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- Fruit very small, oblate to spherical; apex flattened or depressed. Rind color orange to orange-red; very thin, smooth, and finely pitted, easily separable only at maturity; sweet and edible. Segments about 9 and axis small and semi-hollow. Flesh orange-colored; tender, juicy, and acid. Seeds few, small, plump, polyembryonic, and with green cotyledons. Fruit holds on tree remarkably well.
- Tree of medium vigor, highly productive, upright and columnar, nearly thornless; leaves small, broadly oval, and mandarin-like. Strongly cold-resistant.
- The mandarin-like Calamondin is the Calamonding of the Philippines, the szukai-kat of southern China and Taiwan, the tôkinkan and shikikitsu of Japan, the djerook kastoori of Java, and the hazara of India.
- There has been some doubt about the status of this fruit. Swingle recognized it as a valid species in 1914, but later failed to give it specific rating. Tanaka for some time retained its specific rank in what he designated as the Mitis subgroup. More recently, Tanaka (1954) has classed it as Citrus madurensis Loureiro.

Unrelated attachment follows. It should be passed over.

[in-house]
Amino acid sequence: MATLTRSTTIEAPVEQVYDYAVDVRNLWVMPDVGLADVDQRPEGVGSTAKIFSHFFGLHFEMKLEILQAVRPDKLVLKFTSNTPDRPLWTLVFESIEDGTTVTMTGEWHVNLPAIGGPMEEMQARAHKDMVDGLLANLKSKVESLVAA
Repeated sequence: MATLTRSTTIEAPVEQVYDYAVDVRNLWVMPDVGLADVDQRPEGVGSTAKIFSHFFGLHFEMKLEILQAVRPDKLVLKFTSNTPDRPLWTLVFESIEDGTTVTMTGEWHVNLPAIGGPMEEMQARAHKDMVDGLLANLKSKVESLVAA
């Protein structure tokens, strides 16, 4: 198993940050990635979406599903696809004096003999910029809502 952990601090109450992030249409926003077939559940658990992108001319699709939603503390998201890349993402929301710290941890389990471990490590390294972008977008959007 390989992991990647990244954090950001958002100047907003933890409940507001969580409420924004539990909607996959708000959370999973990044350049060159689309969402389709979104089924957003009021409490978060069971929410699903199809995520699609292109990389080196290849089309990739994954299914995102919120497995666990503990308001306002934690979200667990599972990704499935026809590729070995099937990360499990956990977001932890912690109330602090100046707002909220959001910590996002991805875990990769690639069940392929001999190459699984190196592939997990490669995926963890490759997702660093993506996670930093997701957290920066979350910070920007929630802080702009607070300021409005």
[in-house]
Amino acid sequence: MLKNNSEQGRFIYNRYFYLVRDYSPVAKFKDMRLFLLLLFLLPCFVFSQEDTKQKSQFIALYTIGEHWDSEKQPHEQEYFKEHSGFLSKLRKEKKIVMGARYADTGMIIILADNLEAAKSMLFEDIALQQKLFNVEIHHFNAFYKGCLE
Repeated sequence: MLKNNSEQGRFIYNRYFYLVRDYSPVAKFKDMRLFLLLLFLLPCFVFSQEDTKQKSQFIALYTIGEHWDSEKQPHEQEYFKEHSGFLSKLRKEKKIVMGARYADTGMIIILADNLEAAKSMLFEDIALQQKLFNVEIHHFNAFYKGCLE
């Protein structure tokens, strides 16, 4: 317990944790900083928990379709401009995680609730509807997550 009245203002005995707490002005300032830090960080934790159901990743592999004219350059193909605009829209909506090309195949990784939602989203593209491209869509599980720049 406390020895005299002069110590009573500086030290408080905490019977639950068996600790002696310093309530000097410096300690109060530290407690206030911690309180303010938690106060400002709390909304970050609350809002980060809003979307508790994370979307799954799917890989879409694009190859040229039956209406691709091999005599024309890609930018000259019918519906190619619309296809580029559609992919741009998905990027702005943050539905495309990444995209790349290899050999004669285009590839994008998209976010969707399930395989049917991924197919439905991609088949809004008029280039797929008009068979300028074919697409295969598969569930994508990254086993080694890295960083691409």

- Undoubtedly of Chinese origin, this fruit was early and widely distributed throughout the Orient, including Indonesia and the Philippines, where the earliest descriptions were made. Although mandarin-like in most respects, it has similarities with the kumquat and sometimes has been confused with that fruit, particularly in India and Ceylon. Indeed, Swingle (1943, p. 357) considered it to be a natural hybrid between a sour mandarin and some kumquat.
- The Calamondin has little economic importance for the fruit but is widely used as an ornamental in Florida and California. It is especially attractive as a potted or tubbed plant in fruit and currently is extensively grown and shipped to the population centers of the United States for use as a winter house plant. It also makes an excellent rootstock for the oval or Nagami kumquat, when grown for similar purposes. Peters, an attractive, variegated-leaf form is grown somewhat in California, primarily for landscape use." Reuther et al., 1967. The Citrus Industry Vol. 1.
|anglais||calamondin, Philippine lime|
|espagnol||naranjita de San José|
|portugais||limoeiro do Japão|
|chinois||sì jì jú ; szu-kai-kat|
|Philippines||kalamondin, kalamansi, limonsito (PROSEA)|
|Indonésie||jeruk peres, jeruk kasturi, jeruk potong (PROSEA) ; jeruk kesturi|
|Malaysia||limau kesturi, limau chuit (PROSEA)|
|Thaïlande||sommapit (Trat), somchit (Bangkok), manao-wan (PROSEA)|
|Vietnam||tâc, hanh (PROSEA)|
×Citrofortunella microcarpa (Bunge) Wijnands (1790)
- hybride Citrus reticulata × Fortunella japonica
- Citrus madurensis auct. non Lour. (1790)
- Citrus mitis Blanco (1837)
- ×Citrofortunella mitis (Blanco) J. W. Ingram & H. E. Moore (1975)
- Chauvet, Michel, 2018. Encyclopédie des plantes alimentaires. Paris, Belin. 880 p. (p. 655)